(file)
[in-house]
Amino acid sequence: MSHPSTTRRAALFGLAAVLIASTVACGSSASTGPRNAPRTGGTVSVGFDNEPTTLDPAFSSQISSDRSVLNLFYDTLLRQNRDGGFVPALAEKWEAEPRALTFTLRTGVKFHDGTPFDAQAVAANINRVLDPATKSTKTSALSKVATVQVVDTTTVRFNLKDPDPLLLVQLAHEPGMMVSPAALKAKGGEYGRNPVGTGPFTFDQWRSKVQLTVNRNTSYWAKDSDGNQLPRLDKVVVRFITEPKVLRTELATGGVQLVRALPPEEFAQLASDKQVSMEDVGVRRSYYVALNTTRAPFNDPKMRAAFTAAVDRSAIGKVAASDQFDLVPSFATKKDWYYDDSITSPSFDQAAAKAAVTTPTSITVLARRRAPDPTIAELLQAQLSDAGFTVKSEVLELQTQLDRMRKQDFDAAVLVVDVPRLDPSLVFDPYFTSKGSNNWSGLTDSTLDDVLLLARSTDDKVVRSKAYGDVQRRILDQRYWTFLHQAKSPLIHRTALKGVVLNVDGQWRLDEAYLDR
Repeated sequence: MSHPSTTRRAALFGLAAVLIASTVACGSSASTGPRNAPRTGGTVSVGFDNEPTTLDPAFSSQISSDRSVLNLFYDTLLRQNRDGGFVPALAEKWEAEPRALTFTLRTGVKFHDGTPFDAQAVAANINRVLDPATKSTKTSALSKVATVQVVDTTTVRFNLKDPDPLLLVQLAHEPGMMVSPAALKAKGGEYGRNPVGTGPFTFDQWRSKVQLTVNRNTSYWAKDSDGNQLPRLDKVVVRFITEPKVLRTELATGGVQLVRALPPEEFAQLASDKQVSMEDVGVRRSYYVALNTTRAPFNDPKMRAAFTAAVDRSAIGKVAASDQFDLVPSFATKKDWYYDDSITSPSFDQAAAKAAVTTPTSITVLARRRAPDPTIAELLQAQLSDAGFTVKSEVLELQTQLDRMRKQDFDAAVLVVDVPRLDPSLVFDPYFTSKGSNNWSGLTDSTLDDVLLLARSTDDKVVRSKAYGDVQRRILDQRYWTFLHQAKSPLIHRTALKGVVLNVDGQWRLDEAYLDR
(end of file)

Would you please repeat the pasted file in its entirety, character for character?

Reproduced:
[in-house]
Amino acid sequence: MSHPSTTRRAALFGLAAVLIASTVACGSSASTGPRNAPRTGGTVSVGFDNEPTTLDPAFSSQISSDRSVLNLFYDTLLRQNRDGGFVPALAEKWEAEPRALTFTLRTGVKFHDGTPFDAQAVAANINRVLDPATKSTKTSALSKVATVQVVDTTTVRFNLKDPDPLLLVQLAHEPGMMVSPAALKAKGGEYGRNPVGTGPFTFDQWRSKVQLTVNRNTSYWAKDSDGNQLPRLDKVVVRFITEPKVLRTELATGGVQLVRALPPEEFAQLASDKQVSMEDVGVRRSYYVALNTTRAPFNDPKMRAAFTAAVDRSAIGKVAASDQFDLVPSFATKKDWYYDDSITSPSFDQAAAKAAVTTPTSITVLARRRAPDPTIAELLQAQLSDAGFTVKSEVLELQTQLDRMRKQDFDAAVLVVDVPRLDPSLVFDPYFTSKGSNNWSGLTDSTLDDVLLLARSTDDKVVRSKAYGDVQRRILDQRYWTFLHQAKSPLIHRTALKGVVLNVDGQWRLDEAYLDR
Repeated sequence: MSHPSTTRRAALFGLAAVLIASTVACGSSASTGPRNAPRTGGTVSVGFDNEPTTLDPAFSSQISSDRSVLNLFYDTLLRQNRDGGFVPALAEKWEAEPRALTFTLRTGVKFHDGTPFDAQAVAANINRVLDPATKSTKTSALSKVATVQVVDTTTVRFNLKDPDPLLLVQLAHEPGMMVSPAALKAKGGEYGRNPVGTGPFTFDQWRSKVQLTVNRNTSYWAKDSDGNQLPRLDKVVVRFITEPKVLRTELATGGVQLVRALPPEEFAQLASDKQVSMEDVGVRRSYYVALNTTRAPFNDPKMRAAFTAAVDRSAIGKVAASDQFDLVPSFATKKDWYYDDSITSPSFDQAAAKAAVTTPTSITVLARRRAPDPTIAELLQAQLSDAGFTVKSEVLELQTQLDRMRKQDFDAAVLVVDVPRLDPSLVFDPYFTSKGSNNWSGLTDSTLDDVLLLARSTDDKVVRSKAYGDVQRRILDQRYWTFLHQAKSPLIHRTALKGVVLNVDGQWRLDEAYLDR